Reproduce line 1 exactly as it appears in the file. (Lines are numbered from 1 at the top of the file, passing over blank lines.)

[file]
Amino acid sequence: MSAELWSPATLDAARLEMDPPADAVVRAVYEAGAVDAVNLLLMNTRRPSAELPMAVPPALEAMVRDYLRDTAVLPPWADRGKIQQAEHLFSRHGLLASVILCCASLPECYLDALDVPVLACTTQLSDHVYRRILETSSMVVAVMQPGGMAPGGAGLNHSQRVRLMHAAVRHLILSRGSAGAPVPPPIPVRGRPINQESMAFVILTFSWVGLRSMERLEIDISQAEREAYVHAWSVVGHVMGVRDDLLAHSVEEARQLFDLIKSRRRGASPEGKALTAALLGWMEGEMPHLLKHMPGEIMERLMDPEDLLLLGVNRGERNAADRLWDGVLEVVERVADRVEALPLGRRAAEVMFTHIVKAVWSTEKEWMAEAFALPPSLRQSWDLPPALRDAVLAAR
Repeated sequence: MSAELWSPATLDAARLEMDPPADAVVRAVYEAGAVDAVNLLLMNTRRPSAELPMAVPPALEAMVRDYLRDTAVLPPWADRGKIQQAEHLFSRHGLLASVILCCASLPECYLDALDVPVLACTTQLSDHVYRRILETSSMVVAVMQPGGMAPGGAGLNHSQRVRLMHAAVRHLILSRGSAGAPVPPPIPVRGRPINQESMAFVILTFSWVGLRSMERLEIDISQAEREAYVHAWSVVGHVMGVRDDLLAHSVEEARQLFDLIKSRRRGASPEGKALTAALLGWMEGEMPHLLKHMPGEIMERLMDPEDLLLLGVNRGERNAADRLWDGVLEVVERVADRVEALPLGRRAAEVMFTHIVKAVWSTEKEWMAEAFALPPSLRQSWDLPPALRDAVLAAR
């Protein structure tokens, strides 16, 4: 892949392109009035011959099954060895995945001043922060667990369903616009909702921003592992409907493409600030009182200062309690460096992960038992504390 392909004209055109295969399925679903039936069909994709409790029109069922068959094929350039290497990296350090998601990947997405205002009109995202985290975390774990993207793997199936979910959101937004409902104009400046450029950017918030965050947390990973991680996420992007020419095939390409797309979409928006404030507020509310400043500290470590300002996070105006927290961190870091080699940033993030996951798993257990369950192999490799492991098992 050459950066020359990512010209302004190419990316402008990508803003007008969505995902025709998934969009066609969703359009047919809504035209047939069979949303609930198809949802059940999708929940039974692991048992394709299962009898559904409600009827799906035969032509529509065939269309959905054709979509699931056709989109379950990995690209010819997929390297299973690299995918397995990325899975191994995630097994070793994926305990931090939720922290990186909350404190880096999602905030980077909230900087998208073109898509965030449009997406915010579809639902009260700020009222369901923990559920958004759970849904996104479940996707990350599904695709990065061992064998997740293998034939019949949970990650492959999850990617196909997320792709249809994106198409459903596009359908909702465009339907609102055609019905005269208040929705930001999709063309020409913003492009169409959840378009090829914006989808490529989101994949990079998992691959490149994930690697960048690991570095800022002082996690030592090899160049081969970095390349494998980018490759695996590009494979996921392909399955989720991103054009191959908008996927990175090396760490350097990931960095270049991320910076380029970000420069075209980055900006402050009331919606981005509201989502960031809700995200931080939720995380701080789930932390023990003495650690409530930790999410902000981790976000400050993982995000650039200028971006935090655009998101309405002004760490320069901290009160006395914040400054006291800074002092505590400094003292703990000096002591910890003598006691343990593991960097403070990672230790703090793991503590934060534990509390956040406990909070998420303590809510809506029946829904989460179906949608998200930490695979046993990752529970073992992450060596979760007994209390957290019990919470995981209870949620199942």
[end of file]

Amino acid sequence: MSAELWSPATLDAARLEMDPPADAVVRAVYEAGAVDAVNLLLMNTRRPSAELPMAVPPALEAMVRDYLRDTAVLPPWADRGKIQQAEHLFSRHGLLASVILCCASLPECYLDALDVPVLACTTQLSDHVYRRILETSSMVVAVMQPGGMAPGGAGLNHSQRVRLMHAAVRHLILSRGSAGAPVPPPIPVRGRPINQESMAFVILTFSWVGLRSMERLEIDISQAEREAYVHAWSVVGHVMGVRDDLLAHSVEEARQLFDLIKSRRRGASPEGKALTAALLGWMEGEMPHLLKHMPGEIMERLMDPEDLLLLGVNRGERNAADRLWDGVLEVVERVADRVEALPLGRRAAEVMFTHIVKAVWSTEKEWMAEAFALPPSLRQSWDLPPALRDAVLAAR